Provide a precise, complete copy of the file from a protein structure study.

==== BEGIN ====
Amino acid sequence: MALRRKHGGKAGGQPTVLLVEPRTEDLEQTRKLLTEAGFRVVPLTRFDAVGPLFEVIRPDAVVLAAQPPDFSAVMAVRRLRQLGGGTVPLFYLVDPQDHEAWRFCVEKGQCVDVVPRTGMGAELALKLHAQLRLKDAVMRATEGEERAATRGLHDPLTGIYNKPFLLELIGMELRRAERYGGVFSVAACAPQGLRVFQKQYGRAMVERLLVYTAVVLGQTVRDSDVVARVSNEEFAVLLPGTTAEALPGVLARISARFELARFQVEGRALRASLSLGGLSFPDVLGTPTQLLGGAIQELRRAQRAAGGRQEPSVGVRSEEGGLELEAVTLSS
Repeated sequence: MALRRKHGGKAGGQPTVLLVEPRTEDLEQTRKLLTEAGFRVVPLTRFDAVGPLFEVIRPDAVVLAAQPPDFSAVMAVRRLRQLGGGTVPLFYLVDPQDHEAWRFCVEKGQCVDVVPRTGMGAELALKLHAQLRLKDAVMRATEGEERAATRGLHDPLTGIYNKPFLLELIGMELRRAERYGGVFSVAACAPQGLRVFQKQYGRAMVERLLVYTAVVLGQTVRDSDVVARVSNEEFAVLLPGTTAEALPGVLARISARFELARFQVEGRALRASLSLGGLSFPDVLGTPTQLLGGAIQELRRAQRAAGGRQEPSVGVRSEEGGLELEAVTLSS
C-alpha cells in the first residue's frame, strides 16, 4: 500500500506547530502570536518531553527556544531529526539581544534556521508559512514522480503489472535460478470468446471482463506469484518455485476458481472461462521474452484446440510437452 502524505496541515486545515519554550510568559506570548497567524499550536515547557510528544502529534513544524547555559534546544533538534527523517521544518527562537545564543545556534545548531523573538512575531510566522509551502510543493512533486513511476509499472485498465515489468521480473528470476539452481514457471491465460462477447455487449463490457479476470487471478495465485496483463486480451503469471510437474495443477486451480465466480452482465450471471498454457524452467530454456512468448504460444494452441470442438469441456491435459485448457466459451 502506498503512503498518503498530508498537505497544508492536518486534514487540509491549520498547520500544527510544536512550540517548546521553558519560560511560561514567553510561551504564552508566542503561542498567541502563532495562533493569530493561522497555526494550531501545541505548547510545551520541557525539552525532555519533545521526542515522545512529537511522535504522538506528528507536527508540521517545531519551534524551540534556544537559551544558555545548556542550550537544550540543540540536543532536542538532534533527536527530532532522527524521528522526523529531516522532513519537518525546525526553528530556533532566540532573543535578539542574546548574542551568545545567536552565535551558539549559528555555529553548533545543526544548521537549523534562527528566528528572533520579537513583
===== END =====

Amino acid sequence: MALRRKHGGKAGGQPTVLLVEPRTEDLEQTRKLLTEAGFRVVPLTRFDAVGPLFEVIRPDAVVLAAQPPDFSAVMAVRRLRQLGGGTVPLFYLVDPQDHEAWRFCVEKGQCVDVVPRTGMGAELALKLHAQLRLKDAVMRATEGEERAATRGLHDPLTGIYNKPFLLELIGMELRRAERYGGVFSVAACAPQGLRVFQKQYGRAMVERLLVYTAVVLGQTVRDSDVVARVSNEEFAVLLPGTTAEALPGVLARISARFELARFQVEGRALRASLSLGGLSFPDVLGTPTQLLGGAIQELRRAQRAAGGRQEPSVGVRSEEGGLELEAVTLSS
Repeated sequence: MALRRKHGGKAGGQPTVLLVEPRTEDLEQTRKLLTEAGFRVVPLTRFDAVGPLFEVIRPDAVVLAAQPPDFSAVMAVRRLRQLGGGTVPLFYLVDPQDHEAWRFCVEKGQCVDVVPRTGMGAELALKLHAQLRLKDAVMRATEGEERAATRGLHDPLTGIYNKPFLLELIGMELRRAERYGGVFSVAACAPQGLRVFQKQYGRAMVERLLVYTAVVLGQTVRDSDVVARVSNEEFAVLLPGTTAEALPGVLARISARFELARFQVEGRALRASLSLGGLSFPDVLGTPTQLLGGAIQELRRAQRAAGGRQEPSVGVRSEEGGLELEAVTLSS
C-alpha cells in the first residue's frame, strides 16, 4: 500500500506547530502570536518531553527556544531529526539581544534556521508559512514522480503489472535460478470468446471482463506469484518455485476458481472461462521474452484446440510437452 502524505496541515486545515519554550510568559506570548497567524499550536515547557510528544502529534513544524547555559534546544533538534527523517521544518527562537545564543545556534545548531523573538512575531510566522509551502510543493512533486513511476509499472485498465515489468521480473528470476539452481514457471491465460462477447455487449463490457479476470487471478495465485496483463486480451503469471510437474495443477486451480465466480452482465450471471498454457524452467530454456512468448504460444494452441470442438469441456491435459485448457466459451 502506498503512503498518503498530508498537505497544508492536518486534514487540509491549520498547520500544527510544536512550540517548546521553558519560560511560561514567553510561551504564552508566542503561542498567541502563532495562533493569530493561522497555526494550531501545541505548547510545551520541557525539552525532555519533545521526542515522545512529537511522535504522538506528528507536527508540521517545531519551534524551540534556544537559551544558555545548556542550550537544550540543540540536543532536542538532534533527536527530532532522527524521528522526523529531516522532513519537518525546525526553528530556533532566540532573543535578539542574546548574542551568545545567536552565535551558539549559528555555529553548533545543526544548521537549523534562527528566528528572533520579537513583